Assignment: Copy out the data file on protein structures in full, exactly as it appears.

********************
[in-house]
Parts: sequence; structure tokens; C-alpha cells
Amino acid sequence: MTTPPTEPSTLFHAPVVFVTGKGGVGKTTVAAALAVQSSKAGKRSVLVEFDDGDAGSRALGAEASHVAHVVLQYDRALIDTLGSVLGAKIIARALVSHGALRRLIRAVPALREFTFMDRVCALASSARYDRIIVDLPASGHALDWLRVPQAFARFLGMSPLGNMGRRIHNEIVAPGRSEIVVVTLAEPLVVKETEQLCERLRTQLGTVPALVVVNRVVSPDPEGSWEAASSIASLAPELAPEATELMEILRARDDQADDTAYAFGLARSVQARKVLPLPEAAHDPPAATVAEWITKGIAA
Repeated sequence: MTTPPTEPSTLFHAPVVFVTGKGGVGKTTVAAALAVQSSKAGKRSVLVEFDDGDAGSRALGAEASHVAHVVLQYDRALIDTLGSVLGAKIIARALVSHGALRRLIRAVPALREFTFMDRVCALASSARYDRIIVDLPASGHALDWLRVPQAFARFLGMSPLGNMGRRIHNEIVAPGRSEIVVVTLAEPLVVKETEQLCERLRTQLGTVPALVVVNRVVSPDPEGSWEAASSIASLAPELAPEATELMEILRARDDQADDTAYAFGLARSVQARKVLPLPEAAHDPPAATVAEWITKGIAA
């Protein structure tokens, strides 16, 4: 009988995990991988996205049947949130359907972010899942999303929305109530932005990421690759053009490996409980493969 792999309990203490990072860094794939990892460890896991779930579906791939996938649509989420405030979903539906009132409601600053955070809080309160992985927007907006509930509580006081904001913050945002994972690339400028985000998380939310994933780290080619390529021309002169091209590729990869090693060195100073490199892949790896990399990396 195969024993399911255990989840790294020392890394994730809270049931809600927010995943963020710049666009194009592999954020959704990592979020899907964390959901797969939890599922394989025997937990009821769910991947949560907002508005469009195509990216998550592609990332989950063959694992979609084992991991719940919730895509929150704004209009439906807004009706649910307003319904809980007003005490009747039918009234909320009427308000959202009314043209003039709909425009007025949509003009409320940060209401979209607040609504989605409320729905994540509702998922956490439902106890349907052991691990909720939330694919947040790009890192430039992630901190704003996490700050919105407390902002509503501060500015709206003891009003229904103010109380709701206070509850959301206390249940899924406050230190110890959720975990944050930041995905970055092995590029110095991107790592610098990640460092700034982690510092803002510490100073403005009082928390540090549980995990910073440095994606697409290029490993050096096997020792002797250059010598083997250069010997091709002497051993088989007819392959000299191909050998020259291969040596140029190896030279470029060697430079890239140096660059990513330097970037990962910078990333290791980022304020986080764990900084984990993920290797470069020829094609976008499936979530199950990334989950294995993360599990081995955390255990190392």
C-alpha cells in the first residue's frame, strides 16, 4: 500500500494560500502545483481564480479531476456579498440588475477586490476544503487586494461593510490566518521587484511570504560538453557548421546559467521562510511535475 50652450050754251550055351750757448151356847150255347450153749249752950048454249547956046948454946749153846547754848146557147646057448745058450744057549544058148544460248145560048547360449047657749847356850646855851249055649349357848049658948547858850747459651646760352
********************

[in-house]
Parts: sequence; structure tokens; C-alpha cells
Amino acid sequence: MTTPPTEPSTLFHAPVVFVTGKGGVGKTTVAAALAVQSSKAGKRSVLVEFDDGDAGSRALGAEASHVAHVVLQYDRALIDTLGSVLGAKIIARALVSHGALRRLIRAVPALREFTFMDRVCALASSARYDRIIVDLPASGHALDWLRVPQAFARFLGMSPLGNMGRRIHNEIVAPGRSEIVVVTLAEPLVVKETEQLCERLRTQLGTVPALVVVNRVVSPDPEGSWEAASSIASLAPELAPEATELMEILRARDDQADDTAYAFGLARSVQARKVLPLPEAAHDPPAATVAEWITKGIAA
Repeated sequence: MTTPPTEPSTLFHAPVVFVTGKGGVGKTTVAAALAVQSSKAGKRSVLVEFDDGDAGSRALGAEASHVAHVVLQYDRALIDTLGSVLGAKIIARALVSHGALRRLIRAVPALREFTFMDRVCALASSARYDRIIVDLPASGHALDWLRVPQAFARFLGMSPLGNMGRRIHNEIVAPGRSEIVVVTLAEPLVVKETEQLCERLRTQLGTVPALVVVNRVVSPDPEGSWEAASSIASLAPELAPEATELMEILRARDDQADDTAYAFGLARSVQARKVLPLPEAAHDPPAATVAEWITKGIAA
């Protein structure tokens, strides 16, 4: 009988995990991988996205049947949130359907972010899942999303929305109530932005990421690759053009490996409980493969 792999309990203490990072860094794939990892460890896991779930579906791939996938649509989420405030979903539906009132409601600053955070809080309160992985927007907006509930509580006081904001913050945002994972690339400028985000998380939310994933780290080619390529021309002169091209590729990869090693060195100073490199892949790896990399990396 195969024993399911255990989840790294020392890394994730809270049931809600927010995943963020710049666009194009592999954020959704990592979020899907964390959901797969939890599922394989025997937990009821769910991947949560907002508005469009195509990216998550592609990332989950063959694992979609084992991991719940919730895509929150704004209009439906807004009706649910307003319904809980007003005490009747039918009234909320009427308000959202009314043209003039709909425009007025949509003009409320940060209401979209607040609504989605409320729905994540509702998922956490439902106890349907052991691990909720939330694919947040790009890192430039992630901190704003996490700050919105407390902002509503501060500015709206003891009003229904103010109380709701206070509850959301206390249940899924406050230190110890959720975990944050930041995905970055092995590029110095991107790592610098990640460092700034982690510092803002510490100073403005009082928390540090549980995990910073440095994606697409290029490993050096096997020792002797250059010598083997250069010997091709002497051993088989007819392959000299191909050998020259291969040596140029190896030279470029060697430079890239140096660059990513330097970037990962910078990333290791980022304020986080764990900084984990993920290797470069020829094609976008499936979530199950990334989950294995993360599990081995955390255990190392």
C-alpha cells in the first residue's frame, strides 16, 4: 500500500494560500502545483481564480479531476456579498440588475477586490476544503487586494461593510490566518521587484511570504560538453557548421546559467521562510511535475 50652450050754251550055351750757448151356847150255347450153749249752950048454249547956046948454946749153846547754848146557147646057448745058450744057549544058148544460248145560048547360449047657749847356850646855851249055649349357848049658948547858850747459651646760352